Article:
It’s Too Late To Spend $4 Million On Super Bowl Ad Time
Send that armored car back to the bank. It’s too late to spend that $4.5 million burning a hole in your pocket on 30 seconds of Super Bowl advertising time.
As of December 4, Fox’s inventory of commercial time was all sold out, MediaDailyNews reports.
Not only that, but it sold out earlier than last year – and for even more than last year’s record-high prices.
Earlier and costlier
According to Neil Mulcahy, evp of Fox Sports Sales, the game sold out a full month sooner than last year. “The demand for in-game advertising time for Super Bowl XLVIII is actually greater than the supply,” he said, “which is a terrific problem for us to have.”
Thanks to the law of supply and demand, the commercial time commanded higher prices than ever.
Super Bowl pricing has been estimated to have hit another record — as high as $4.5 million for some 30-second commercials. For the previous Super Bowl, aired by CBS this past February, the high price was around $4 million for a 30-second commercial, with overall average pricing at around $3.8 million.
A typical Super Bowl broadcast has about 35 minutes of commercial air time – enough for a maximum of 70 30-second commercials. This coming February, some 43 advertisers will be filling it with :30s, :60s, and even two-minute spots.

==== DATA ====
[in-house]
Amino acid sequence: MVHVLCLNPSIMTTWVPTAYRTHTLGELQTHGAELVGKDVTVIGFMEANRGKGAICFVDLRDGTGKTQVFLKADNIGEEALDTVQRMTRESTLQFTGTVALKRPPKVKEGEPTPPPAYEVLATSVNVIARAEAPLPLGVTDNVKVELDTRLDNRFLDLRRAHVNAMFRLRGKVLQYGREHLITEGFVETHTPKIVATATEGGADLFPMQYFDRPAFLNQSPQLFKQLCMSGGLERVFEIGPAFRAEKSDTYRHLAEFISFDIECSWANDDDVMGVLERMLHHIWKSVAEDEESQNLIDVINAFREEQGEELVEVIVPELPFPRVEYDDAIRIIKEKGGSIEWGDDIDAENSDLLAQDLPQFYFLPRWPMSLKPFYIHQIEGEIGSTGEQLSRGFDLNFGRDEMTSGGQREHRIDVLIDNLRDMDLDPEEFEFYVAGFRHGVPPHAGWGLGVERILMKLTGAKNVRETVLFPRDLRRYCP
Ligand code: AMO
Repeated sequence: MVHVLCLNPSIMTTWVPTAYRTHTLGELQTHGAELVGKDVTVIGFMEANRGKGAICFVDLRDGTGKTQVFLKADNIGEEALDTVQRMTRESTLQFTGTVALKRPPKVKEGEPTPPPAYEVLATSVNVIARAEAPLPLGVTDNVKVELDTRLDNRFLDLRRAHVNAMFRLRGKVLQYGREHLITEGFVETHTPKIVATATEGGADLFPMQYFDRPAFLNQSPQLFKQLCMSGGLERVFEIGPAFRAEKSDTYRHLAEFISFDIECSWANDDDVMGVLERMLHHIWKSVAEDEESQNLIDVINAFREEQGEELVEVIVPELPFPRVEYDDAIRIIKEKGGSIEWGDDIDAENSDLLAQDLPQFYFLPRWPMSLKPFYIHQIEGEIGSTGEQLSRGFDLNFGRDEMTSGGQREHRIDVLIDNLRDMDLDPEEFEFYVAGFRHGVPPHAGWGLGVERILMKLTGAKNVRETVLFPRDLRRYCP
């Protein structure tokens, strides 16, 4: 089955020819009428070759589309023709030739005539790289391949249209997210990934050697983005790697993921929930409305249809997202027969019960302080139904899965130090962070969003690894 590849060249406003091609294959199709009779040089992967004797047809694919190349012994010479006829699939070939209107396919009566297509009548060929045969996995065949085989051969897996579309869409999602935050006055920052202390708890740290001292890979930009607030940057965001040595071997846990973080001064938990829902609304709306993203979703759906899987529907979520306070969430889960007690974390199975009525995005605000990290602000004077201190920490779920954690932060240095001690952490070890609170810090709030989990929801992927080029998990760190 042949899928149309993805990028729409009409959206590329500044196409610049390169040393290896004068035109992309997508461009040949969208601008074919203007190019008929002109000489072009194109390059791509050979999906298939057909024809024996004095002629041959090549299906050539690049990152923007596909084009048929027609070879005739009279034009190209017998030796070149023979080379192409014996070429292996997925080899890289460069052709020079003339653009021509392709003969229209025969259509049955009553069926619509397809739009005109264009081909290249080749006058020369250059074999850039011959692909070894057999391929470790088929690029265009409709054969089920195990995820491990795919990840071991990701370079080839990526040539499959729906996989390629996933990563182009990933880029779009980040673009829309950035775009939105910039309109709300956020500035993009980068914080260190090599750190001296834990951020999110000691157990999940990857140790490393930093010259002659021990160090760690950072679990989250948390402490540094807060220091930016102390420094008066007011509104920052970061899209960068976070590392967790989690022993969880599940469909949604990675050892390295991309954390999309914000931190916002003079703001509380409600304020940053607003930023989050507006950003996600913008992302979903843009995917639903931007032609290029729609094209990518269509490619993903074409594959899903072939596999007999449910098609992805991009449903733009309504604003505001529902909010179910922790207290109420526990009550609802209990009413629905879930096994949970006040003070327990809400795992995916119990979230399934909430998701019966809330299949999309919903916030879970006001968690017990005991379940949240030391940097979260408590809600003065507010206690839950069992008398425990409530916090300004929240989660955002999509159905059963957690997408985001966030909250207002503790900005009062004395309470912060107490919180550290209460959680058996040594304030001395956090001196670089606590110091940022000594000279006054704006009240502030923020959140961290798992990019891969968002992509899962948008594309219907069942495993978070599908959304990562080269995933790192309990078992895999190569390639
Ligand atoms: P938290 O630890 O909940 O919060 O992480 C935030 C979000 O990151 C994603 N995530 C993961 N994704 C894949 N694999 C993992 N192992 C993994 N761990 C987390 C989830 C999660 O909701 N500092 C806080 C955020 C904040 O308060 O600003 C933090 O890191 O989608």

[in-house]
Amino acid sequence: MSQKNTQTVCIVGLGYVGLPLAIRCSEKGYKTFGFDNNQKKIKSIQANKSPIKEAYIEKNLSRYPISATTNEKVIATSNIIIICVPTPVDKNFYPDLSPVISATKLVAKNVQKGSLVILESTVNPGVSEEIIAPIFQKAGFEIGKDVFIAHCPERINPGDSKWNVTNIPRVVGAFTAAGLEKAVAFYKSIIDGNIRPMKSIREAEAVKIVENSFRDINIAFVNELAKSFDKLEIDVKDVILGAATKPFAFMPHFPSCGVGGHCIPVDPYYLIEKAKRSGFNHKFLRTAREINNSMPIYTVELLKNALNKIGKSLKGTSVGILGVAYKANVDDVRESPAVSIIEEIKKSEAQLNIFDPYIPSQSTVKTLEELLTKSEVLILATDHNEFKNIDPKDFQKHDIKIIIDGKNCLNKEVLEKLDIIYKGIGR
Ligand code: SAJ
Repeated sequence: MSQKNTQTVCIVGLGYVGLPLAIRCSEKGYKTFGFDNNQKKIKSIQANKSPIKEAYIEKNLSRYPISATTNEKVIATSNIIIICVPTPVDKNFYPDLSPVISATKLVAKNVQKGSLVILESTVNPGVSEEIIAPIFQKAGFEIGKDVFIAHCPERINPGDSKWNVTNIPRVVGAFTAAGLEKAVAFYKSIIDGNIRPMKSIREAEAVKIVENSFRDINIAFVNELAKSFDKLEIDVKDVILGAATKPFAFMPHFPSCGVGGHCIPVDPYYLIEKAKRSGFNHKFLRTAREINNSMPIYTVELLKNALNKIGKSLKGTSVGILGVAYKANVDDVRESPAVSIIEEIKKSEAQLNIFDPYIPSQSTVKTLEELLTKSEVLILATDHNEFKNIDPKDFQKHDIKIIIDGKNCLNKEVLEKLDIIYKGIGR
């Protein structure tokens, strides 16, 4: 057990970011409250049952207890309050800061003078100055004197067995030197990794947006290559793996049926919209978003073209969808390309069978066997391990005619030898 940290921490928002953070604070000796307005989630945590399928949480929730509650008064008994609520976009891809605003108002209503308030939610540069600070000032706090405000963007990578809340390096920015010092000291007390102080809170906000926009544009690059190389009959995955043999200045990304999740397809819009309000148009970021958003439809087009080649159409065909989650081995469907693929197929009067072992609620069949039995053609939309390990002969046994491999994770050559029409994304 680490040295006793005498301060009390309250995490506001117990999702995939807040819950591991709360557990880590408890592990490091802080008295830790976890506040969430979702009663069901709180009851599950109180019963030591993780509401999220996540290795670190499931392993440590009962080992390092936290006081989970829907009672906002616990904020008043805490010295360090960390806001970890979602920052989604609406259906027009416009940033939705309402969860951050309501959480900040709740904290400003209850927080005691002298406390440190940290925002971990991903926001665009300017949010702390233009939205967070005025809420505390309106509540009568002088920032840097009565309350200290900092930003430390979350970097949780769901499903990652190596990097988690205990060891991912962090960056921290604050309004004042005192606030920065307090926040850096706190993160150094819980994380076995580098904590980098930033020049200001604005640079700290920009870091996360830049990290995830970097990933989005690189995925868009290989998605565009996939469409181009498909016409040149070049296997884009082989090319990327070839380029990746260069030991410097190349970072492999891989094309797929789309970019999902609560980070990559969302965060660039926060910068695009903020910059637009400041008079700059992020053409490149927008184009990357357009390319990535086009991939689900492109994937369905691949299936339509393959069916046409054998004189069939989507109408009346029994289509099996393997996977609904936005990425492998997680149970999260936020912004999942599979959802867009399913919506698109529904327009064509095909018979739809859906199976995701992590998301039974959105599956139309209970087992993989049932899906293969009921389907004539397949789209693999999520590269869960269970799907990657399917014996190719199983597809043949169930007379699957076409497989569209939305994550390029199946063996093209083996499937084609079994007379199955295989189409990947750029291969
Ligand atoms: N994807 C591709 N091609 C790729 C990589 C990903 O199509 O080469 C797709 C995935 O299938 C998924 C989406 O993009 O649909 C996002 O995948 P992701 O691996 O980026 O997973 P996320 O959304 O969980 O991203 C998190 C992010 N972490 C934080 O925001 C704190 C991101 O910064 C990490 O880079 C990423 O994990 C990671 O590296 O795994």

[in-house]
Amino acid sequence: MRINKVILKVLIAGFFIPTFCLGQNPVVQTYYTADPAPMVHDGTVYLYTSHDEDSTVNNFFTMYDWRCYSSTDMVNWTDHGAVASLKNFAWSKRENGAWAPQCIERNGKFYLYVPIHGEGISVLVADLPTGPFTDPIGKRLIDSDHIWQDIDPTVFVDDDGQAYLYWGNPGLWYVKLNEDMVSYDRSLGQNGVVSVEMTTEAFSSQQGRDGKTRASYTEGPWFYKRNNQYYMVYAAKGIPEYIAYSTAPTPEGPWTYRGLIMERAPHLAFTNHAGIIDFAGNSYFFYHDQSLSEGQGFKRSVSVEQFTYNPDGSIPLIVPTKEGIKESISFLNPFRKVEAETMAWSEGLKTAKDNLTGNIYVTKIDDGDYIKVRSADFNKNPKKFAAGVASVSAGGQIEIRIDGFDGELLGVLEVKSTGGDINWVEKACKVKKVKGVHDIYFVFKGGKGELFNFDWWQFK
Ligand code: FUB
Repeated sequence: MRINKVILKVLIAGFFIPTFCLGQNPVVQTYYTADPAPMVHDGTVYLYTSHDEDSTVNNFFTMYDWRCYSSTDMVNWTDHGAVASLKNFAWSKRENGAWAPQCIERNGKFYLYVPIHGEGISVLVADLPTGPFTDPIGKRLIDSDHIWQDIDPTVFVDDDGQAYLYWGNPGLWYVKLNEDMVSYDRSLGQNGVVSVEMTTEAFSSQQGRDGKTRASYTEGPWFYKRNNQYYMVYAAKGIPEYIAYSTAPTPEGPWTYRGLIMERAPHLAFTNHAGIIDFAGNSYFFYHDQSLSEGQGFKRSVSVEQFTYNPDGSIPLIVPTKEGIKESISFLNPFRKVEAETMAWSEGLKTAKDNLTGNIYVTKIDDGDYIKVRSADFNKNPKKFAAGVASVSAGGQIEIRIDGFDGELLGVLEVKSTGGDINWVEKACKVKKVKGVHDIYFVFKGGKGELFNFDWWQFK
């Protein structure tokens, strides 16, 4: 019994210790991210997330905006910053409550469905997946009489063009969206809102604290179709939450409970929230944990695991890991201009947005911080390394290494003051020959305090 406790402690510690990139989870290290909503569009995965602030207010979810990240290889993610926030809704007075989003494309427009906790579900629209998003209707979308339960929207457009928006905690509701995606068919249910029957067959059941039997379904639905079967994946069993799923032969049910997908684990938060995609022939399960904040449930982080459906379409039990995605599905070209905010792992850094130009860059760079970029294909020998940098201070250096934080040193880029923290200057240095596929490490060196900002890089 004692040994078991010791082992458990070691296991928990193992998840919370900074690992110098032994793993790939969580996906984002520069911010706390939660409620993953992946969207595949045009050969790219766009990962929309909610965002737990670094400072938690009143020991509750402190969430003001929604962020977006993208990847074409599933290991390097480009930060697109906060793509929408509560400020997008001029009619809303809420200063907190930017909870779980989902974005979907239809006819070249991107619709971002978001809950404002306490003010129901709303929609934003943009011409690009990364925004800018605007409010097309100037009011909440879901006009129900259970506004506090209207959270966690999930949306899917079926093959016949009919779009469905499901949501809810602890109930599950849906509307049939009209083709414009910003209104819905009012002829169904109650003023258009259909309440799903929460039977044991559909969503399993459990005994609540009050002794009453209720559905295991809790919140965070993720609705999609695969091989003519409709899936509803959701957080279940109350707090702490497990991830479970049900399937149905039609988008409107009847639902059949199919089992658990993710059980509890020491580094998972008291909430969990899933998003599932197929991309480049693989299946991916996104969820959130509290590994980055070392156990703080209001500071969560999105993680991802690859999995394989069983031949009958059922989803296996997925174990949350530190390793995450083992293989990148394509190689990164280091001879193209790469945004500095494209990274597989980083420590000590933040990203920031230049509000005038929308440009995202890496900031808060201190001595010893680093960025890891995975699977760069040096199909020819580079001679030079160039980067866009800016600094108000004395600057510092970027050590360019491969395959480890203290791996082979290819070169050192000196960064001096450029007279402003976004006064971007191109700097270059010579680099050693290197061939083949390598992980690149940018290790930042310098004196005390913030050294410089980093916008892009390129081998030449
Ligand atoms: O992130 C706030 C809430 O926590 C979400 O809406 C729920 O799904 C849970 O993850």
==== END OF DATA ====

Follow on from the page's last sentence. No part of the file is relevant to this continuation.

Automotive, electronics, packaged goods and beverage brands are big buyers. These include Anheuser-Busch InBev, with exclusive rights to Super Bowl beer advertising; Butterfinger, introducing a new candy to compete with Reese’s; Chevrolet, marking that brand’s return to the Super Bowl; Doritos, with yet more crowd-sourced advertising; GoDaddy; Hyndai; Intuit; Jaguar; Mars; Oikos Greek yogurt, returning after a one-year hiatus; PepsiCo beverages; SodaStream; and another bizarre spot from those wild and wacky folks from Wonderful Pistachios.
A second chance?
If that $4.5 million is still burning a hole in your pocket, all is not lost.
Fox and its Fox Sports 1 cable network still have plenty of unsold pre-game time, when fewer people are watching.
Or, for a mere $174,000 or so, you can buy advertising time on one of Fox’s digital platforms. That works out to a bargain cost of $60 per thousand viewers (CPM), only 50 percent more than the $40 television CPM.
What’s more, you’ll be getting a much smaller audience. This past February, 108.4 million viewers watched the game on CBS broadcast and cable, while 2.9 million watched online.
Where else can you find such a wonderful opportunity to spend more and get less?
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